When Alex Cox, director of Repo Man and Sid & Nancy, published a critical study of the Spaghetti Western (10,000 Ways to Die), I was reminded of his brilliant little cult neo-Western, Straight to Hell. It stars Sy Richardson, The Clash frontman Joe Strummer, Dick Rude and a young Courtney Love as criminals on the run who take refuge in a remote desert town. Jim Jarmusch is a crime boss, and there’s a shootout with a rival gang played by The Pogues. It’s indescribable and was received as such upon its initial release. It works best paired with Cox’s follow-up, Walker.
A biopic only in the loosest sense of the word, Walker acts as a stylistic key for Straight to Hell while telling the tale of an American soldier of fortune who somehow, disastrously, became the president of Nicaragua for a short while in 1856. He was guided by manifest destiny. He was charming, smart, played by Marlon Brando in Burn! and crazy as a loon. He was punk. Accordingly, Walker is a time-skipping, a-chronological, middle finger of a biography. It’s my favorite Alex Cox film and we’re proud to be presenting it on a pristine 35mm print from Cox’s personal collection at the Alamo Drafthouse in Littleton, CO on April 21st in a double feature with Straight to Hell Returns, Cox’s “redux” of Straight to Hell.
We’re pairing Walker with a Q&A with Cox, three beers hand-chosen by the director and a special menu prepared by his lovely and brilliant wife, author Tod Davies with our executive chef Seth Rexroad. All ticket sales for the event will go to charity. I had the great pleasure recently of sitting down with Mr. Cox over a few pints to talk about Straight to Hell, Walker and the Spaghetti Western.
A. Straight to Hell was done as an homage to Giulio Questi's If You Live, Shoot! (1967) that was released in the United States as Django, Kill because they wanted to capitalize on that series’ name recognition. Really, it had nothing to do with Django. It was a psychedelic Western.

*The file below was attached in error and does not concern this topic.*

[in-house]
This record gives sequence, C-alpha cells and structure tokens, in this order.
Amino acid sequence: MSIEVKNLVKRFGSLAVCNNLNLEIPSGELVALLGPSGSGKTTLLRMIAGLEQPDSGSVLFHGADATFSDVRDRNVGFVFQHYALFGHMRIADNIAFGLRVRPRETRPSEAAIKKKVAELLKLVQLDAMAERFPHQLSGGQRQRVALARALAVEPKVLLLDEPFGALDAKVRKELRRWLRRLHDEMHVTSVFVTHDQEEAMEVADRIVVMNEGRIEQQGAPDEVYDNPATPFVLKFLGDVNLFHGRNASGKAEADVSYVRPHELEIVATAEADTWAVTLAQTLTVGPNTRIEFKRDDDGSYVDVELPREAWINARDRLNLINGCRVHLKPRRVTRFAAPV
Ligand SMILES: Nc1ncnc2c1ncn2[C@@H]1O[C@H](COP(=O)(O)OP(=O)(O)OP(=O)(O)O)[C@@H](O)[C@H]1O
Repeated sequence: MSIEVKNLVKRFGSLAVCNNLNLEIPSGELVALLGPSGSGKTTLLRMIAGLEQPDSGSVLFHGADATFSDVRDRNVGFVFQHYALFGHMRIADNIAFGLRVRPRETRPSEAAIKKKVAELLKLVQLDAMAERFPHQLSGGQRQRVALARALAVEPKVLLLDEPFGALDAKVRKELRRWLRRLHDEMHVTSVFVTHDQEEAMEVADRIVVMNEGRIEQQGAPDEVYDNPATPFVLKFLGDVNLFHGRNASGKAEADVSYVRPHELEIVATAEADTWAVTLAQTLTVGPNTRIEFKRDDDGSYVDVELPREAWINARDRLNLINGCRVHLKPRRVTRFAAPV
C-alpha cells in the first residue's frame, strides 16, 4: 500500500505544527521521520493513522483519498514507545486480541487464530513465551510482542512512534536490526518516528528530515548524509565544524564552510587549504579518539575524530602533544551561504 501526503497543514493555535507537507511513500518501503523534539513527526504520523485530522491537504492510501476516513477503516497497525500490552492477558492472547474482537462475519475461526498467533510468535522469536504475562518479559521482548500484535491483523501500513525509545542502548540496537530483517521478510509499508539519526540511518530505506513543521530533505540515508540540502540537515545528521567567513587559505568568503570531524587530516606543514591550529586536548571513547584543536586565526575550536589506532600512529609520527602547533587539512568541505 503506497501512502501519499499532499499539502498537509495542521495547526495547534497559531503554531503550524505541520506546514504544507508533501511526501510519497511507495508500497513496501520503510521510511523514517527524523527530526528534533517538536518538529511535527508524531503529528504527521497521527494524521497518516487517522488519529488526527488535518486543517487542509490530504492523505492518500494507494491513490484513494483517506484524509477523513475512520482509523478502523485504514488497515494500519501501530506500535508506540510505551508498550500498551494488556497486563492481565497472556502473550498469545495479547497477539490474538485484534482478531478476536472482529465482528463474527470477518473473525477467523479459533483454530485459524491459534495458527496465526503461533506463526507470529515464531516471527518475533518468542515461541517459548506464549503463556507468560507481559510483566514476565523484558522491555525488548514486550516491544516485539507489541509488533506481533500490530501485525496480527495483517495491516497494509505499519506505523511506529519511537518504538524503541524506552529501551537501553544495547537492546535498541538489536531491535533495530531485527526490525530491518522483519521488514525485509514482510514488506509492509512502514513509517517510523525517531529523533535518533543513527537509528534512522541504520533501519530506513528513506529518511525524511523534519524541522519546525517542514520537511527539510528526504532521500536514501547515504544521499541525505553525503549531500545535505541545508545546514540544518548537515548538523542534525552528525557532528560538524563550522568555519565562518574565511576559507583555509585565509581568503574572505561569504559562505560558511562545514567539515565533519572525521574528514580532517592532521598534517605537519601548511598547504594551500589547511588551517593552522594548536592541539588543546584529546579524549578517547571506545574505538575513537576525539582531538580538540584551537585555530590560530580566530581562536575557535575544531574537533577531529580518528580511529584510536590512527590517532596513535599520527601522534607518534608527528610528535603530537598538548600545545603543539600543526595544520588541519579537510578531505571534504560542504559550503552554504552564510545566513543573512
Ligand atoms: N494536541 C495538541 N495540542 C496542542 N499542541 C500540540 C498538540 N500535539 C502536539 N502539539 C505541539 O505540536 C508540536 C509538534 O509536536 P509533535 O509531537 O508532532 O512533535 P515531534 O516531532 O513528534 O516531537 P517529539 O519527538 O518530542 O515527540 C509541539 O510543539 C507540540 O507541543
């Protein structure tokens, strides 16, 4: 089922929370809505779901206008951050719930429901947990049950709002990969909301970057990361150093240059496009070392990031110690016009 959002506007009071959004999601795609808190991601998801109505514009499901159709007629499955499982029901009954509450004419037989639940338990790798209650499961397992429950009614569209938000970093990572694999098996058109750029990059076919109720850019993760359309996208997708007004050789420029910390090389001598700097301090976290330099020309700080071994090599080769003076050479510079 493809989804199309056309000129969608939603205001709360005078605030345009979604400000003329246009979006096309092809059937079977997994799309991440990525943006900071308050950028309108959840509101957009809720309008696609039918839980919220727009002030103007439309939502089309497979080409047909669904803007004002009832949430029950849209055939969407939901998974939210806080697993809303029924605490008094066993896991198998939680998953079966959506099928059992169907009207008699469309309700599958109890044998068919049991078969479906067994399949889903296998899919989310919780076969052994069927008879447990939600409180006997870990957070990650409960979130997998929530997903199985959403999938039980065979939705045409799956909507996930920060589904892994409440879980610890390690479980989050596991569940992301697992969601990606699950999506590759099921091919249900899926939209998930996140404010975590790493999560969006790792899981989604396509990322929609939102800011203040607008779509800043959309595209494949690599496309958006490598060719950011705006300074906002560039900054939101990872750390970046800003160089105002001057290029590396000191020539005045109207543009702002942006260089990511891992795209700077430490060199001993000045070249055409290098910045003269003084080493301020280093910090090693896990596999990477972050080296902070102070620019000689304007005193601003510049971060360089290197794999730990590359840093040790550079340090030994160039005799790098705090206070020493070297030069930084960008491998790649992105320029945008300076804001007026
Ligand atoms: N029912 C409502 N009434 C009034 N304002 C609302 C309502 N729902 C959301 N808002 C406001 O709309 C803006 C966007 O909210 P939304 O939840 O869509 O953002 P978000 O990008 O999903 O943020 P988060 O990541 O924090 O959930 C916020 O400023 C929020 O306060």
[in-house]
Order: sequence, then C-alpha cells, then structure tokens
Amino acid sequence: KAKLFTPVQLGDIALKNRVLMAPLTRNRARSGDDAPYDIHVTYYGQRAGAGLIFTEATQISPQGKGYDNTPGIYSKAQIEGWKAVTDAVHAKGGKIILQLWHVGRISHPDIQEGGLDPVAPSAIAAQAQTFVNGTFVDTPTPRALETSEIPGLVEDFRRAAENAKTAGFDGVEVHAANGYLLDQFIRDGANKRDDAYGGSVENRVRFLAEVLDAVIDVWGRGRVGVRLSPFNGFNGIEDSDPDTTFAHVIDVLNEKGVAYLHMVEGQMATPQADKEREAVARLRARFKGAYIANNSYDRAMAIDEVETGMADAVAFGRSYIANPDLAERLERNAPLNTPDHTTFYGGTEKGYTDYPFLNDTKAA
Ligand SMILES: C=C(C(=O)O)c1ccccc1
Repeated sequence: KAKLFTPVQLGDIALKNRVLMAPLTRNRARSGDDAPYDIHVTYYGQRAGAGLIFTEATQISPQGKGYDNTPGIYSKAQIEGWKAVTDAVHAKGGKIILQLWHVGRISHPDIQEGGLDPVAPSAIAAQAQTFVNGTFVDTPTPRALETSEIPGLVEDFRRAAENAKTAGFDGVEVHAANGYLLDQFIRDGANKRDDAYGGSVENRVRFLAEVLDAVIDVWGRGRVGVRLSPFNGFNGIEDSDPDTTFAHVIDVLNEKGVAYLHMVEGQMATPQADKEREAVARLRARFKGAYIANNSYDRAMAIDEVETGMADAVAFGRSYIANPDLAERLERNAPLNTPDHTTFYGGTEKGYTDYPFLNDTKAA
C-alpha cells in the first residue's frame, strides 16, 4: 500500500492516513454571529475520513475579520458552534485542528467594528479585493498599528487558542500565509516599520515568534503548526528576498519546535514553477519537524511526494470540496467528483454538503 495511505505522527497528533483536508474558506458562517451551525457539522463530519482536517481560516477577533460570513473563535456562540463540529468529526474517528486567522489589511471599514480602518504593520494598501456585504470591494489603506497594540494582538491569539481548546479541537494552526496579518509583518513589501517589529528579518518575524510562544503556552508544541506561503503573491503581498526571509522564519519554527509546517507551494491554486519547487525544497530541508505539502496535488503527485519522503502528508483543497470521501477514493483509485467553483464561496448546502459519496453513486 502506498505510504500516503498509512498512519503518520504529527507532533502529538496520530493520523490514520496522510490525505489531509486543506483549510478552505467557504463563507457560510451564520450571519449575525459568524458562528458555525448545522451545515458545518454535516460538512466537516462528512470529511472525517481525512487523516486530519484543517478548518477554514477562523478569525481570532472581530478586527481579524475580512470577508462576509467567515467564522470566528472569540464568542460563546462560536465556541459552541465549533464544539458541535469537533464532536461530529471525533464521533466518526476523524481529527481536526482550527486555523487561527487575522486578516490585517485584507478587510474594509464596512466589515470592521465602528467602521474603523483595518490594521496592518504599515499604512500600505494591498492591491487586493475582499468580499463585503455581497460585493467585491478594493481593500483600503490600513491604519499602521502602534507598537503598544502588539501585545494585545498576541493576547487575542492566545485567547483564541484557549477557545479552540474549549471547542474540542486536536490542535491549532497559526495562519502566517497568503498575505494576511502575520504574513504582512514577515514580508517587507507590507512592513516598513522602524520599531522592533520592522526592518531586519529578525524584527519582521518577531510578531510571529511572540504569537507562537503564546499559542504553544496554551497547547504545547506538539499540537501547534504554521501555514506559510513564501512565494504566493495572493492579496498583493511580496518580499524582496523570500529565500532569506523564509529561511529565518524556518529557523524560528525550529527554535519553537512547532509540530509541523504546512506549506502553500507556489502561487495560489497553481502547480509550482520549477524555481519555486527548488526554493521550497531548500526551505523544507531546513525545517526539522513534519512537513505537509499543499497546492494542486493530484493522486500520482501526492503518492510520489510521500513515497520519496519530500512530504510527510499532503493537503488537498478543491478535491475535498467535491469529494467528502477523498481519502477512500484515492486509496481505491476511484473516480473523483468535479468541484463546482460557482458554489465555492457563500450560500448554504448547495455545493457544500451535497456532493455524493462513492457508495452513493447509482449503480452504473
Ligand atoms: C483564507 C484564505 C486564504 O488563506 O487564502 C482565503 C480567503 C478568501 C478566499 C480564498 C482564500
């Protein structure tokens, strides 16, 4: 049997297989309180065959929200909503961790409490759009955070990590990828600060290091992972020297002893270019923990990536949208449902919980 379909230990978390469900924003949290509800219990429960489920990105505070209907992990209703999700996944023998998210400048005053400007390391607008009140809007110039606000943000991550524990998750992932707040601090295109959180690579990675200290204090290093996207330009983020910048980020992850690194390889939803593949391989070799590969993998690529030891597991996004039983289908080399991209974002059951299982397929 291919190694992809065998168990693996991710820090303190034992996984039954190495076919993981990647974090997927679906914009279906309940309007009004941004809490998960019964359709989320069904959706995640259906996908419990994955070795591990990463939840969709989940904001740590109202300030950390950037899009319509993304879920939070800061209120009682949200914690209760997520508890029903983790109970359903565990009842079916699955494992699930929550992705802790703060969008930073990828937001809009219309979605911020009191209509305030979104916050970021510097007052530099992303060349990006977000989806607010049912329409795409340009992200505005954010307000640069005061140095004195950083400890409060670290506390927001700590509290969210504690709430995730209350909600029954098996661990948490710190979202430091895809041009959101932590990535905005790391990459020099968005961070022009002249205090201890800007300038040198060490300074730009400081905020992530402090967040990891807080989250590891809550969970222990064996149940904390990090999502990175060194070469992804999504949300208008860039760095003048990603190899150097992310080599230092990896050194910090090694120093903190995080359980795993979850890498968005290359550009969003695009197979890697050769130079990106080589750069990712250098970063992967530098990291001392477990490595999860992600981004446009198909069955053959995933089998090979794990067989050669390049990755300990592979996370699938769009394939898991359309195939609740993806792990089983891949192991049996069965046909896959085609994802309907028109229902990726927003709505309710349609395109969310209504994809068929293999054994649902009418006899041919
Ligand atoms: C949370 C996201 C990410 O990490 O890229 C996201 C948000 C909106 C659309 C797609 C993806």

Q. Notoriously violent.
A. Yes - it’s terribly violent and was heavily censored.
Q. A strange end for what began life as a concert tour.
A. Elvis [Costello] and Grace [Jones], Joe Strummer, Courtney Love, The Pogues, they all made themselves available for a concert movie. We wanted to go to Nicaragua and stage the concert but there was a lot of turmoil there and political pressures had us to Spain. When the concert movie didn’t happen, we used the money the record company gave us and we made the Western. We wrote the script very quickly and shot it in a few weeks.
Q. Why the Spaghetti Western?
A. When I was a kid, you know, you go to the movies, to the theater, and it was A Fistful of Dollars, A Few Dollars More, really radical stuff that appealed to me. It all led eventually to the book. It’s a study, in chronological order, of those films and of my point of view. Of course my mind always goes to how they got made, how they raised the money for those projects.
Q. How was Walker made?
A. Well the plan had always been with Straight to Hell to reconvene the year after that in Nicaragua and we did. We made it in collaboration with the Sandanista government who was at war at that time with the United States. Pretty cool. The Roman Catholics were behind it, too. We wanted to be a force for reconciliation. Walker was a pretty bad guy, he led this really disastrous misadventure. The more I learned about him, the more intrigued I was.
Q. Not the usual subject for a biopic.
A: No, indeed, and I knew we couldn’t do it in the normal style of things like that.
Q. Hence the surrealistic touches.
A. The anachronisms just seemed to be sensible because it was never meant to be a period piece. I wanted it to be a reflection of the reality of that time, of what we were experiencing. The anachronisms made perfect sense to me and to [screenwriter] Rudy [Wurlitzer] (Two-Lane Blacktop, Pat Garrett & Billy the Kid). Rudy, who always had this sense of the American character and the outlaw drive. Ed [Harris], too. He studied, read books, and kept a diary in the character of Walker. He really threw himself into it; he really captured something of the man.
Q. Was it painful for so personal a project to be rejected?
A. Oh sure. Yeah, the rejection of the film was pretty intense at the outset. A few critics liked it, but starting with Roger Ebert it was all quite negative, sometimes obnoxiously so, but then it started to gain kind of a life on home video and finally Criterion put out a good DVD of it. But it’s never gotten a Blu-ray so this screening of the 35mm print, it’s a new print, is the only way to see the movie as it was originally meant to be seen.